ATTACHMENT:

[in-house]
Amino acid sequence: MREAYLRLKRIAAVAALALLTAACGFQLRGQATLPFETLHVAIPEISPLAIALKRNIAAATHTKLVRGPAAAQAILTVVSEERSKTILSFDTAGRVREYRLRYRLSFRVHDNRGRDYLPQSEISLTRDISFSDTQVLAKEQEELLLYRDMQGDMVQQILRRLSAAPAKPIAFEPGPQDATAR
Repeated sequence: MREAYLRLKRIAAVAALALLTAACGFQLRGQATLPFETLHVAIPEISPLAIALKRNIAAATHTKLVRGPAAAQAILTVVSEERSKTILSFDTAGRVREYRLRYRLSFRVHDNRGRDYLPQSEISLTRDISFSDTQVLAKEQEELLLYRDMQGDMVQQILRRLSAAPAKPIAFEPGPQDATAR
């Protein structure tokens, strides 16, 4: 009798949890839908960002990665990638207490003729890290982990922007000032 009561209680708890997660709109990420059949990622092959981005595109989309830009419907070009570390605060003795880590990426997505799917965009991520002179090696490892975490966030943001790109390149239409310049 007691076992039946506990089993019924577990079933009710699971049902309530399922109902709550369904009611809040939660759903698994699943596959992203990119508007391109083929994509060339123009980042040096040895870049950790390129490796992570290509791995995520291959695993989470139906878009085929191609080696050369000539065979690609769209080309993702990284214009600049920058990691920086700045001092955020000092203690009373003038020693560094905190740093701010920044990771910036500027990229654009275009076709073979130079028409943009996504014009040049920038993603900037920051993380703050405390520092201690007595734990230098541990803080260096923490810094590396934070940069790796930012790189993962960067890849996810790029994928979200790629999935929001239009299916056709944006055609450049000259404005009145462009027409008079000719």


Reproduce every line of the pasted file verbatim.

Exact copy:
[in-house]
Amino acid sequence: MREAYLRLKRIAAVAALALLTAACGFQLRGQATLPFETLHVAIPEISPLAIALKRNIAAATHTKLVRGPAAAQAILTVVSEERSKTILSFDTAGRVREYRLRYRLSFRVHDNRGRDYLPQSEISLTRDISFSDTQVLAKEQEELLLYRDMQGDMVQQILRRLSAAPAKPIAFEPGPQDATAR
Repeated sequence: MREAYLRLKRIAAVAALALLTAACGFQLRGQATLPFETLHVAIPEISPLAIALKRNIAAATHTKLVRGPAAAQAILTVVSEERSKTILSFDTAGRVREYRLRYRLSFRVHDNRGRDYLPQSEISLTRDISFSDTQVLAKEQEELLLYRDMQGDMVQQILRRLSAAPAKPIAFEPGPQDATAR
């Protein structure tokens, strides 16, 4: 009798949890839908960002990665990638207490003729890290982990922007000032 009561209680708890997660709109990420059949990622092959981005595109989309830009419907070009570390605060003795880590990426997505799917965009991520002179090696490892975490966030943001790109390149239409310049 007691076992039946506990089993019924577990079933009710699971049902309530399922109902709550369904009611809040939660759903698994699943596959992203990119508007391109083929994509060339123009980042040096040895870049950790390129490796992570290509791995995520291959695993989470139906878009085929191609080696050369000539065979690609769209080309993702990284214009600049920058990691920086700045001092955020000092203690009373003038020693560094905190740093701010920044990771910036500027990229654009275009076709073979130079028409943009996504014009040049920038993603900037920051993380703050405390520092201690007595734990230098541990803080260096923490810094590396934070940069790796930012790189993962960067890849996810790029994928979200790629999935929001239009299916056709944006055609450049000259404005009145462009027409008079000719």